Pistons 88, Lakers 80
The Los Angeles Lakers may have mystique and lofty credentials, but the Detroit Pistons have poise, focus and the NBA Finals by the throat.
The Pistons moved one win away from denying arguably the best assemblage of top-heavy talent -- at least on paper -- from claiming its fourth championship in five years by posting an 88-80 victory Sunday night at the Palace of Auburn Hills.
Up three games to one in the best-of-seven series, the final game of the season -- and the final game of the Western Conference's five-year reign as king of the NBA -- could be played Tuesday in suburban Detroit.
"I've been in the other locker room," Pistons Coach Larry Brown said about being down against insurmountable odds in the NBA Finals.
"All I'm telling them is we've got to continue to try to play the right way and defend and rebound and share the ball. Whatever happens, happens. They've got a coach who won nine championships; only one other guy has done that [Red Auerbach] and he's pretty special. They have got two of the greatest players in the game that are in their prime, so we can't take anything for granted."
No home team has won three consecutive games in the 2-3-2 playoff format and the Lakers have shown the capacity to go on an extended run of wins, as they proved in taking four straight victories over the San Antonio Spurs in the Western Conference semifinals a few weeks ago.
But this series looks all but over. Detroit has controlled all but a few bad minutes at the end of Game 2, allowing the Lakers to pull out a 99-91 overtime victory. The Lakers have yet to play a cohesive game -- in Game 4 they once again went long stretches without getting the ball to center Shaquille O'Neal (36 points, 20 rebounds), who had his way nearly every time he touched the ball -- and forward Karl Malone finally succumbed to his sprained right knee, failing to play the final 22 minutes.
Meantime, Rasheed Wallace had a team-high 26 points and matched center Ben Wallace with 13 rebounds. Guard Chauncey Billups continued his strong series, scoring 23 points, including two big three-pointers midway through the final quarter that began a surge that led to an 11-point lead too great to overcome.
With the Pistons rolling ahead, the capacity crowd stayed on its feet for the final five minutes, forming an imposing cocoon around a team that started as an ugly worm and has blossomed to a team on the cusp of bringing the franchise back to the glory days of the late 1980s and early 1990s.
A victory would not only bring the Larry O'Brien trophy back to the East for the first time since the Chicago Bulls knocked off the Utah Jazz in 1998 to cap their second run of three consecutive titles, it would give Brown his first NBA championship.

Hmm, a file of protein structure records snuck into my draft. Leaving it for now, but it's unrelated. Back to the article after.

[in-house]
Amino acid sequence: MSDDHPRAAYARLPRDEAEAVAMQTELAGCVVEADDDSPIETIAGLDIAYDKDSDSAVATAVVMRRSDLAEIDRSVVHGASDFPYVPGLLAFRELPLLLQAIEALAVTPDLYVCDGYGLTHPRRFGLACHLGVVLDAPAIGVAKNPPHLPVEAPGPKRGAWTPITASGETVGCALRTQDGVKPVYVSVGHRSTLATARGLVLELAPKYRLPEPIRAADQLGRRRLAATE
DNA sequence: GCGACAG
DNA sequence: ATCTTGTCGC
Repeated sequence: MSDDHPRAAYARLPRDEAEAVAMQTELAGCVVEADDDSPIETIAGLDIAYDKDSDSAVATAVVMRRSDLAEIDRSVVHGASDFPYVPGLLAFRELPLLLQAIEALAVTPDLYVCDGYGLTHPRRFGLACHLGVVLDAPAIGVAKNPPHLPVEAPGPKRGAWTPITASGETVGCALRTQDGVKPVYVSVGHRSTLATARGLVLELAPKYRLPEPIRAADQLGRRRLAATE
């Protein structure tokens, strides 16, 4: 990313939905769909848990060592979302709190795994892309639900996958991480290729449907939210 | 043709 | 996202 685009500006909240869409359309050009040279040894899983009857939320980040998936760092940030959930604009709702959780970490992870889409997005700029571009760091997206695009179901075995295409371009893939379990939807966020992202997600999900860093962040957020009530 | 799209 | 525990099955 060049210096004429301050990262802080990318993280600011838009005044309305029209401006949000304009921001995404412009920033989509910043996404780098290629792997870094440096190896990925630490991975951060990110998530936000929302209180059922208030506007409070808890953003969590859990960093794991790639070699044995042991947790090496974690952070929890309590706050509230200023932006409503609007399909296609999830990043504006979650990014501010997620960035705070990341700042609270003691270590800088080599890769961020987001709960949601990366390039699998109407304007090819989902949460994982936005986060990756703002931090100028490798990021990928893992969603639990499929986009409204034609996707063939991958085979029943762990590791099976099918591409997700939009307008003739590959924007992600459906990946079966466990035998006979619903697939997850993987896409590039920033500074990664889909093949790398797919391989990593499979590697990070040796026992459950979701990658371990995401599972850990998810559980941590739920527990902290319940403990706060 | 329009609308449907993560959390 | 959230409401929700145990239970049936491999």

The Lakers, meantime, barely have a pulse. Kobe Bryant, whose wide-eyed and often-poor shot selection frequently stalled the Lakers' offense, particularly in the second quarter after O'Neal dominated the opening period, finished with 20 points on 8-of-25 shooting.
"My shot selection, some of them were good and some of them stunk," Bryant said. "That's pretty much every game with me."
No other Los Angeles player scored in double figures, a trend that has held firm in all four games of this series. Detroit guard Richard Hamilton finished with 17 points and the Pistons out-rebounded the Lakers 45-38.
Detroit continued its search for offense in the third quarter and while its quest proved rather futile, it cranked up things on the defensive end to level the whole context of the game and go into the fourth quarter with the score tied at 56.
Things have gotten so desperate, Lakers Coach Phil Jackson fell back on blaming the officials for some of the team's woes: "These guys want an even shake out there on the floor so that's the part that is -- my sales job is convincing them to go out there and play a game that they get an even break on the court and feel like they are not playing from an uphill standpoint."
The Pistons made just 12 of 37 shots (32 percent) in the first half but connected on 17 of 23 free throws. Los Angeles converted 43 percent of its shots but got to the line just eight times, an offshoot of settling for jump shots, including seven three-point attempts, of which one went through the net.
"We played a real good game and got caught off-guard in the fourth quarter and were not able to handle the run they made," Jackson said. "Give credit to the Pistons. They handled the adversity of Shaq's great game and kept their composure."
The Lakers' biggest fault, though, was their reluctance to get the ball to O'Neal in the second quarter. The Big Presence made all five of his first-quarter shots and three more in the early part of the second period. However, once Bryant checked back into the game with 6 minutes 31 seconds remaining in the half, the ball stopped moving and Bryant began shooting. He rarely looked inside, except to see if there was a path for him to drive.
Bryant saved himself, and got Los Angeles within two, when he nailed a deep three-pointer out of desperation as the shot-clock horn expired with 23 seconds left in the half. The Lakers' head-scratching play in the second quarter came after a first quarter they opened with the energy of a team knowing it had to make an immediate statement.
"I think everybody is a little down right now," Bryant said. "The important thing is we have to win the next game. It's a one-game series."